Note for Suzie, weird clothing ideas, nausea

Hey Suzie C, if you are reading this, I wanted to give you slightly more detailed info re: finding the shala. I know you have good enough directions to get to the strip mall, but here’s some more info. The center of the mall is ProTan. If you are standing at the bottom of the stairs that lead to ProTan, look down and to your right. You’ll see a wig store called…oh heck, I can’t remember. They have a huge sign that says, “Hair Something Something,” and then there’s a little sign next to that that says, “DFC.” We’re in there. If you get there early, you’ll see VBG standing at the front desk looking at the AZ Republic while everyone wanders in. If you come in once the majority of folks have shown up, the front desk area may be empty. Just go past the desk and then take a left. At the end of the hallway, take a right and you’ll see us in the back room.

My office has summer hours, which is great. The place closes up at 2PM. The downside is that Fridays are madhouses, as everyone tries to get stuff done before close of business. Usually I end up there past 2, which is kind of cool, because it’s quiet and the air-conditioning goes off, which is a lovely change of pace because the office is generally kept at refrigerator temperature. Today, though, I left on time because I wanted to go to the mall and find some new pants. Now that I have clogs, my pants, which I got for flat shoes, are too short. And while I may be willing to be a dork who wears clogs, I am NOT willing to be a dork who wears clogs with pants that are too short.

For a long time I thought I wore a size 4. Actually, back in the bodybuilding days, I did wear a 4. I also weighed about 15 pounds more than I do now. So I gave up the lifting and started practicing and somehow I just couldn’t quite figure out why my size 4 clothes were too big. I didn’t want to wear a 2, because it seemed… I don’t know, unseemly, I guess. Not mature. I don’t mind wearing small jeans, but I feel dopey wearing teeny business clothes. Anyhow, I did finally break down and buy size 2 business clothes. Except, yes, you know what I’m going to say: they are kind of big, too. I went to Express today and tried some slacks, size 2. No go. So I gave the 0s a whirl and they fit. I really didn’t want to buy them, though, in the weird reverse of the I-don’t-want-to-buy-shoes-bigger-than-7 1/2 rule. So I went to The Gap and found some 1s. I know I’m supposed to be happy about this, but mostly it makes me feel uncomfortable.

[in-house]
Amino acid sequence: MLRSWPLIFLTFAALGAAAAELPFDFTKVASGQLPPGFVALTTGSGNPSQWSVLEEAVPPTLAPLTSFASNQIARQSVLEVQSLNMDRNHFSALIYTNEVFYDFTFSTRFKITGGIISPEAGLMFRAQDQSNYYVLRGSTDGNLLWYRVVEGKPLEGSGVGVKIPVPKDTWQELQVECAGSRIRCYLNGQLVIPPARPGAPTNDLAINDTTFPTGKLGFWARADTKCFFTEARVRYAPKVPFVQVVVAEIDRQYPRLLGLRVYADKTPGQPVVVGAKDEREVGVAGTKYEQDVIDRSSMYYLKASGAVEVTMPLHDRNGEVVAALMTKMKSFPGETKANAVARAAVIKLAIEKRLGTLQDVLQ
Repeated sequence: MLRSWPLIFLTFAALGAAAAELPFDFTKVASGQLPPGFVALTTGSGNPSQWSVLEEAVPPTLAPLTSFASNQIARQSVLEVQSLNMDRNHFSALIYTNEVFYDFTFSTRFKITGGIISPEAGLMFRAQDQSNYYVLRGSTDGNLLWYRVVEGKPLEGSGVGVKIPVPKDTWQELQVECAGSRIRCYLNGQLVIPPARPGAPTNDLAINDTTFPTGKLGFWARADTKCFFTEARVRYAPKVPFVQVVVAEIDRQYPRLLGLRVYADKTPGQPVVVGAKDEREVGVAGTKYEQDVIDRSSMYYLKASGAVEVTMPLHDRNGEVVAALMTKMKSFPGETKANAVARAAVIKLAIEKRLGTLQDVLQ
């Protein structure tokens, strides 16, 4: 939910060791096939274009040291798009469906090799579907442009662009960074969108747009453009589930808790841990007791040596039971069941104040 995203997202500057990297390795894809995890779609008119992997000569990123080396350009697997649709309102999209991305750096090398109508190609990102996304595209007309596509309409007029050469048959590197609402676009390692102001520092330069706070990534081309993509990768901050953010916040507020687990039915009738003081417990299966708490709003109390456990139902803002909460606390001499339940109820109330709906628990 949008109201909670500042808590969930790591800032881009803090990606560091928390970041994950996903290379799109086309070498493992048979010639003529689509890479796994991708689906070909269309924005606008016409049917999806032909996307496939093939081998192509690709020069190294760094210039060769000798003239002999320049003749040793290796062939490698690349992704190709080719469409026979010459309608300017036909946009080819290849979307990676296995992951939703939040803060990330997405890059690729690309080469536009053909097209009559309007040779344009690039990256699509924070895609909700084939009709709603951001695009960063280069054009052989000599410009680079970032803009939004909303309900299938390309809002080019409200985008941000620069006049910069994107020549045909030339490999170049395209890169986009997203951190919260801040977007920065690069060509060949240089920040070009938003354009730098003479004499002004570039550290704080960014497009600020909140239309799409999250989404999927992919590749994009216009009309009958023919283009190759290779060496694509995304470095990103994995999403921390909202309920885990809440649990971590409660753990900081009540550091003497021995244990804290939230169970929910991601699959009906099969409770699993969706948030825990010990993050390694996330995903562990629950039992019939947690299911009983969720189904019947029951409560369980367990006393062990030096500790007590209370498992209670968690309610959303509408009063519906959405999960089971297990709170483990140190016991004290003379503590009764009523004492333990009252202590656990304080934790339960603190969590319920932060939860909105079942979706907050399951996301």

In my last post, I wrote about how I’m not feeling nauseated or breaking out in cold sweats during backbends anymore. gartenfische asked whether I used to get nauseated because backbends are hard, or whether it was an emotional thing. That’s a really interesting question. And I don’t really know the answer. I do know that the first time I had that reaction (intense nausea and cold sweats) was when I was learning to do free squats with pretty heavy weights. My brother, who was my trainer, explained that it was a reaction from stressing my nervous system. So I always chalked that reaction up as a physical thing, but then I had it happen a few times on really scary climbs. I chalked those nausea-episodes up to an emotional reaction. Looking back, though, I see that the weightlifting wasn’t just about physical stress; I was also scared about crashing and burning under a pile of heavy weights. And the climbing nausea wasn’t just about being emotional about finding myself clinging to a high cliff; it was also because I was exhausted from hiking to the climbing spot (often a 2-3 hour ordeal… in the desert… in the summer) and at least mildly dehydrated from the climb. So my reaction to backbends, I imagine, was both physical (I’m not a natural backbender and don’t tend to use my body that way) and also emotional (I can get anxious when I’m trying new things). Since (0v0) is away in NYC, and likely not reading blogs, I won’t taunt her by adding a spiritual interpretation of my malady. 😉